I previously believed that “health” was a destination, a number on the scales, my ability to obsessively restrict calories, a particular size of clothing that I could squeeze into, the amount of gym sessions I could pack into one week. I used to think that relaxation was an annual event, coinciding with forced Christmas closure in my workplace, or my daily ritual of consuming eight shots of coffee to keep me ‘relaxed’ or ‘winding down’ with copious amounts of alcohol on the weekends. Sleep? That was a bonus once everything else was ticked off the priority list. Occupational success? That was inversely determined by the number of nights I spent sleeping in my own bed rather than being somewhere else in the country delivering back-to-back wellness programs to various workplaces (ironic, I know).
I was wrong. The pursuit of this version of “health” in fact culminated in my demise.
After experiencing numerous chronic and recalcitrant infections and illnesses such as bronchitis, tonsillitis and pneumonia, in October 2013 I was diagnosed with adrenal fatigue. I now view this as a blessing in disguise, catapulting me into my journey of health.
Health is not merely the absence of illness, but the abundance of vivacity and vitality that enables you to flourish in all aspects of your life. Health is about achieving your own definition of success in the things that matter to you most; it is not about fitting in to unrealistic and perilous societal standards. Health entails having renewable and sustained energy to do the things you love, feeling connected to others, embracing a positive relationship with yourself, and feeling optimistic about your future.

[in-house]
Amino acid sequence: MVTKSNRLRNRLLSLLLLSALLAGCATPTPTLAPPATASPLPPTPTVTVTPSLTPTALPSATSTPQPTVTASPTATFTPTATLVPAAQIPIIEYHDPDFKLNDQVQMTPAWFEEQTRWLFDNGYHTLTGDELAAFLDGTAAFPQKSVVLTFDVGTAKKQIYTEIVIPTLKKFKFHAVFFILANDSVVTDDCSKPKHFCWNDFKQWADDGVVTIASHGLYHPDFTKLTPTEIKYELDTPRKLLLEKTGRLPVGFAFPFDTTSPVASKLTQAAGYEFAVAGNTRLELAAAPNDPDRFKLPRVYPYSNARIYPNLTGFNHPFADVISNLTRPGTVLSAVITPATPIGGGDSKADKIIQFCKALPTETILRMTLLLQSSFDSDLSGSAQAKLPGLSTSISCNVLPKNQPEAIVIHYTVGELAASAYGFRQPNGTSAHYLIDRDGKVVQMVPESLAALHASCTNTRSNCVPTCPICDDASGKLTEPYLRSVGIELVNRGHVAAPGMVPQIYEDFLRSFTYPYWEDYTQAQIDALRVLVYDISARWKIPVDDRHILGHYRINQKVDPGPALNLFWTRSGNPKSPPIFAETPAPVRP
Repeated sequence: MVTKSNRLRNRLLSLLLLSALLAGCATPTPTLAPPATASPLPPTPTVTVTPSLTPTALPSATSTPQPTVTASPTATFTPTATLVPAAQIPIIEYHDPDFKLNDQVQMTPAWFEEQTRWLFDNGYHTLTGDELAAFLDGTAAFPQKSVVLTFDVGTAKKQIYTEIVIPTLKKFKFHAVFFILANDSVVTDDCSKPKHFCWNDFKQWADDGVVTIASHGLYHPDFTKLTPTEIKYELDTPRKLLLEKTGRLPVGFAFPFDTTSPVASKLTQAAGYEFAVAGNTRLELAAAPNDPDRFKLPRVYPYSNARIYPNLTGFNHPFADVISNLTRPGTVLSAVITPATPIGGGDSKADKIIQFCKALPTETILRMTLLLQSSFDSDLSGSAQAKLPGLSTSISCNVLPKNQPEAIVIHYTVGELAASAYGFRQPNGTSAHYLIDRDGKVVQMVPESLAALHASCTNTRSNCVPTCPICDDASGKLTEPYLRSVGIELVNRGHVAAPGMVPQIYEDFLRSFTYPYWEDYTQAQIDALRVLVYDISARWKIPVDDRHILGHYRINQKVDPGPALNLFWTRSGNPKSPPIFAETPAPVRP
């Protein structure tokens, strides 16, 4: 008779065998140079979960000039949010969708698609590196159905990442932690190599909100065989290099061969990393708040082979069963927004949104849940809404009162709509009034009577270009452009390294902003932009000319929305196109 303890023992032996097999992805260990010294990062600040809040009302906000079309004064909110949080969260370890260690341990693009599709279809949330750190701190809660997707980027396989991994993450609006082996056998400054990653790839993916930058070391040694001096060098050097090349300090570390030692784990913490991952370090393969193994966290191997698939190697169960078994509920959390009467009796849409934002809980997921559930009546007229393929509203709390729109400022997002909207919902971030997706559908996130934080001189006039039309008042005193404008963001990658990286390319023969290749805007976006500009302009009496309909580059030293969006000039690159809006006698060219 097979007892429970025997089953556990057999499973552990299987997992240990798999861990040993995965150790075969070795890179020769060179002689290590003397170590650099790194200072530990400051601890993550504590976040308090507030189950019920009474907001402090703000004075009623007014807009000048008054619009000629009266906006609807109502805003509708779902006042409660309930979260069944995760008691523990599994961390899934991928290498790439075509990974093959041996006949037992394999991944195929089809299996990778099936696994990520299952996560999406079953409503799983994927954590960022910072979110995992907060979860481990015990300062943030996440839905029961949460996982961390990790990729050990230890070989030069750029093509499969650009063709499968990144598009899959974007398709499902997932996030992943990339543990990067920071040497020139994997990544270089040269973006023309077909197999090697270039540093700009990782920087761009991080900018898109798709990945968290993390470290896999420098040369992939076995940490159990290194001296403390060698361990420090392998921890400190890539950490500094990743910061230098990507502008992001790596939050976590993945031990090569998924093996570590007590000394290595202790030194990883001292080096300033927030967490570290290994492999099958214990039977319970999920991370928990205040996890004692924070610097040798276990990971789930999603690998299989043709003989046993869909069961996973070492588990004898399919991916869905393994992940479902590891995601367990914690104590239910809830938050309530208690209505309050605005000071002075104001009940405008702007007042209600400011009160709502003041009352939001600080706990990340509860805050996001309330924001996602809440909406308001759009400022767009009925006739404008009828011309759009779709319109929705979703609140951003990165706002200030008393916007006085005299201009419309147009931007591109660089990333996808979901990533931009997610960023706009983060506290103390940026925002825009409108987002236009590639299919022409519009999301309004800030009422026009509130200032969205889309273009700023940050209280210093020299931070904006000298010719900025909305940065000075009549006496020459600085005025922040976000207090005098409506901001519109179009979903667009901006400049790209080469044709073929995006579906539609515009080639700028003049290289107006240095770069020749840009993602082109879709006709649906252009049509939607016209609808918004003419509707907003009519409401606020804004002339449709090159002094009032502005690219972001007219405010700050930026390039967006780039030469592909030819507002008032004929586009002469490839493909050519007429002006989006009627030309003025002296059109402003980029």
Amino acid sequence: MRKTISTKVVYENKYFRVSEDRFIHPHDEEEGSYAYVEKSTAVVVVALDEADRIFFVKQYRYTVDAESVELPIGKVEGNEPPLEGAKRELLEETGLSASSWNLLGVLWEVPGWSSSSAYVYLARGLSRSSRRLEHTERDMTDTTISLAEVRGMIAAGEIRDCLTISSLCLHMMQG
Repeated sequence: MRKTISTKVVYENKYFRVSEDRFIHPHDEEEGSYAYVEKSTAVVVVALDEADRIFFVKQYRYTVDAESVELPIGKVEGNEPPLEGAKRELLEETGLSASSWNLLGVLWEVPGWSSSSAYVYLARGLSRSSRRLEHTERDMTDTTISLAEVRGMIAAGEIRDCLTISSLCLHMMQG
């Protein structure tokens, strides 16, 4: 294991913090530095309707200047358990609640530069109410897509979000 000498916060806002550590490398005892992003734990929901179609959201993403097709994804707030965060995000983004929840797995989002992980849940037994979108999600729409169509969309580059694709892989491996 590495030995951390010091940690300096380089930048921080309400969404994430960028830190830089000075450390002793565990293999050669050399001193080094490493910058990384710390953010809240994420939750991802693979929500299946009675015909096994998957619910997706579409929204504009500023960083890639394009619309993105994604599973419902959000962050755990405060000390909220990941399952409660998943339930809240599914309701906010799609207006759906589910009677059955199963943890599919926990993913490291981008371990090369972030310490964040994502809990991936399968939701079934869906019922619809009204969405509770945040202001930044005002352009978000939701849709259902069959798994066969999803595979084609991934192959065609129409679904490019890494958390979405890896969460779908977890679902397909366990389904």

Redefining health for me personally has involved:
o Prioritising sleep to repair adrenal dysfunction
o Fuelling my body with nourishing, organic, whole foods to repair my gut dysbiosis (when the baddy bacteria outnumber the goodies) from years of anti-biotic use and poor food choices
o Drastically reducing caffeine and alcohol intake
o Setting and protecting personal boundaries (learning the most important word: NO)
o Restructuring my work / life balance
o Incorporating mindfulness into daily life and fostering an attitude of gratitude
o Routinely doing things that make my heart sing, such as immersing myself in nature
o Moving my body in joyful ways such as through tai chi and walking my dog
o Reducing commitments in my social calendar to allow more “me time”
o Scheduling a daily meditation practice
o Eliminating rigid thinking and arbitrary “rules” (good and bad food, “no pain, no gain”)
The changes I’ve noticed in the past 10 months have motivated me to continue with my behaviour and lifestyle change regime. I have not been sick at all, which is extremely rare for me; I have felt abundantly energetic and focused; my mood has been positive and stable; my hairdresser has commented that my hair is the strongest and longest it has ever been; and people comment that my skin feels soft and looks radiant.
How do you define health? What are the ways you nurture and nourish your health?
If you would like some guidance and support in redefining and rebuilding your own health, reach out to me via one of the following:
Phone: 0402 292 631
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